It also makes you wonder why QPR have not pursued it themselves. The moment they signed Julio Cesar to replace Rob Green should have told us that this was a transfer strategy going awry. They looked like a gambler at the card table chasing their losses which, in the new era of Premier League survival, where the stakes are high and the margins are fine, is one of the biggest mistakes you can make.
Will England recruit 'boys from Brazil'?
Roy Hodgson is within his rights to claim that he should not have to beg any player to represent England. It is a prerogative enjoyed by managers at every level of the game that no individual is bigger than the team, even if we know that the reality is often rather different.
But times are changing, and with it the notion of nationhood too. Wilfried Zaha may have chosen England over the Ivory Coast but it might not be so simple for future generations, especially if the options are better.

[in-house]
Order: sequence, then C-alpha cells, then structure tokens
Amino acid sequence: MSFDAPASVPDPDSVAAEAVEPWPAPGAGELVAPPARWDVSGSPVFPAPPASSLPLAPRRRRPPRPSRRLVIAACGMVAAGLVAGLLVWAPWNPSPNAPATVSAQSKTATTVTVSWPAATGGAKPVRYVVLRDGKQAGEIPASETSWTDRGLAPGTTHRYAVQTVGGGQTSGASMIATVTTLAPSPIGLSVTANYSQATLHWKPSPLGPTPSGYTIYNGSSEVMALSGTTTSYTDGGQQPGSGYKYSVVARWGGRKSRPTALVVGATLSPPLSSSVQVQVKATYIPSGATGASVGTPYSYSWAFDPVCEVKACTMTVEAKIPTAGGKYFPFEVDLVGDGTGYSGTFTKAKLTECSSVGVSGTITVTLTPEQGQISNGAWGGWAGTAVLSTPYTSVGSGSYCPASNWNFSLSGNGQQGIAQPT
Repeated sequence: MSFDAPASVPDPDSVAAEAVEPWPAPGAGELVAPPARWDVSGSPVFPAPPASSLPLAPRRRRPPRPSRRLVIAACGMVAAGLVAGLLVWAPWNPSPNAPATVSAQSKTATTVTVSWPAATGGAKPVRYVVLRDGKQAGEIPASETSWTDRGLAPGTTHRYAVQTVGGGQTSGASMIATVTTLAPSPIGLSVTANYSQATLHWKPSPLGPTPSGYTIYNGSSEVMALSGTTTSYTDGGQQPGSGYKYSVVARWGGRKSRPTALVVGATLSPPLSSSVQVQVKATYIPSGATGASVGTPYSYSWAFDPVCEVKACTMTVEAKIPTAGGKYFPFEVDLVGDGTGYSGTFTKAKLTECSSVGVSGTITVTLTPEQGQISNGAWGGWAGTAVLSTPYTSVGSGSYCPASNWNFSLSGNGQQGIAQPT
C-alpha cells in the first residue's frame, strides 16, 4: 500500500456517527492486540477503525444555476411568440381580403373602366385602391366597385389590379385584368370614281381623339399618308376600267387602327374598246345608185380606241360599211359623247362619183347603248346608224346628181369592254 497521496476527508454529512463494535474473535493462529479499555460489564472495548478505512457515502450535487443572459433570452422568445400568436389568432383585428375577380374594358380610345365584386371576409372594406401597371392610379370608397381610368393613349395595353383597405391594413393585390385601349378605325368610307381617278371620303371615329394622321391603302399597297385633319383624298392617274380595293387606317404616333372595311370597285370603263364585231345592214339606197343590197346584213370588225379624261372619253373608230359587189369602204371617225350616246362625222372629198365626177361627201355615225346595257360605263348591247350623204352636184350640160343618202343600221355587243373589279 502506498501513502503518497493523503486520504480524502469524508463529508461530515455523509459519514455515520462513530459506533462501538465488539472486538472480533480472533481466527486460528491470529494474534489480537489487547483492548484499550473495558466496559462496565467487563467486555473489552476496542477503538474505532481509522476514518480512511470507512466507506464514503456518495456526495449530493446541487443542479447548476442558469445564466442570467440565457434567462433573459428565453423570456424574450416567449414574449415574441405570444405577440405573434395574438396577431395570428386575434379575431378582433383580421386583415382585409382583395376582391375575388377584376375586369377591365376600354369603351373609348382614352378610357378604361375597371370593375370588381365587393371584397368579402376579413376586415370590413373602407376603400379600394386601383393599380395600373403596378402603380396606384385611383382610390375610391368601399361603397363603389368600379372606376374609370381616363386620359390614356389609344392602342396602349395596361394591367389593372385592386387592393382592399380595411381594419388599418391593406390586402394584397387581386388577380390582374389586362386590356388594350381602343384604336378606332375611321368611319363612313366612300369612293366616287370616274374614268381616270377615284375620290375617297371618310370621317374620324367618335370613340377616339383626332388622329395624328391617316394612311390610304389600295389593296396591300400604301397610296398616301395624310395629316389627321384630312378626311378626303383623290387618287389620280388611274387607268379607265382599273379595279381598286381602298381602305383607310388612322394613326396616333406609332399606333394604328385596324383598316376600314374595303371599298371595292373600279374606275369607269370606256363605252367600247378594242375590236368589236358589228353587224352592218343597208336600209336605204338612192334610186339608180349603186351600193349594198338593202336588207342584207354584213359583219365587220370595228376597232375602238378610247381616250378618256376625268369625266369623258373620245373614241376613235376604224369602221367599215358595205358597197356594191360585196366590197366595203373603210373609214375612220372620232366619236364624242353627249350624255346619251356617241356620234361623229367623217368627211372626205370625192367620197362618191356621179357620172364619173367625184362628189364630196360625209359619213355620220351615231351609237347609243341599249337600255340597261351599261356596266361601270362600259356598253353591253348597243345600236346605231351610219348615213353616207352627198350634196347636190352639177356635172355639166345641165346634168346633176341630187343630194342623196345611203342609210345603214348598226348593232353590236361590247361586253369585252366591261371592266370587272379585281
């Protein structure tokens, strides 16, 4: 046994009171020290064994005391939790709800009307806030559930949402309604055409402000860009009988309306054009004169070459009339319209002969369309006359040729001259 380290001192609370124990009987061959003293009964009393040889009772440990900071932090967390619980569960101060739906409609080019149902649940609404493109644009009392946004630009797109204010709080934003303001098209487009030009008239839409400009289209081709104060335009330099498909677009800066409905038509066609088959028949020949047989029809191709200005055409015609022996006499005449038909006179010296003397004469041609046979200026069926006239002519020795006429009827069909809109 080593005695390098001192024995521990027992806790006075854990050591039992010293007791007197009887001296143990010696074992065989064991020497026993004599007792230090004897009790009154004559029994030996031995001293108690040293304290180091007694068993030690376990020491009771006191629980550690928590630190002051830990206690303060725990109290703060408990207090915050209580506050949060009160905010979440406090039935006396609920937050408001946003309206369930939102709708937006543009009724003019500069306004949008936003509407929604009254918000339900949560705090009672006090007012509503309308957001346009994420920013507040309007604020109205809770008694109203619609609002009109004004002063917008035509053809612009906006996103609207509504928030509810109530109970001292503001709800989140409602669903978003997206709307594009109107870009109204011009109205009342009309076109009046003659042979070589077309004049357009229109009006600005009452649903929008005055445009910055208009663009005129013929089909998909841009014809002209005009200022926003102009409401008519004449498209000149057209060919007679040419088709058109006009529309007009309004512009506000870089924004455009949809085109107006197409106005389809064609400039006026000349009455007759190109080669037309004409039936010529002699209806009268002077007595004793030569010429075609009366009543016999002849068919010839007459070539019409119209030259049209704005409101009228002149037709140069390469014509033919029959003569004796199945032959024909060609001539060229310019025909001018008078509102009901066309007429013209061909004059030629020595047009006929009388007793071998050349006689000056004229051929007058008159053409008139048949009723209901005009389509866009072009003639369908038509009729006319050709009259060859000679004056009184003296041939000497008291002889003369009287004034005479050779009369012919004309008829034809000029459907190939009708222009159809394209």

Round my way in north-west London there is a large Brazilian community and the thought occurs that some of their children could turn out to be very useful players. Anyone telling them that wearing the Three Lions is the greatest honour they could aspire to can expect to be politely set right.
Purple shirt, purple prose
Intrigued by the dreadful purple kit worn by the England rugby team against Australia, I wondered if the infamous kit-launchspeak — the marketing drivel that accompanies new replica shirt designs in football - had infected rugby too. I was not disappointed.
Under the 'England is all' campaign, kit manufacturers Canterbury claim their new shirt is 'for all of you', variously 'the receptionists hanging on for all the phone calls made' and the 'groundskeepers' and 'all the possibility that every white stitch can hold'.
At best it is sixth form poetry. At worse it just does not make any sense.
So in case you were wondering, they just want you to buy the damn shirt, a snip at £90.99. All the rest is, to put it in simple language, a load of nonsense.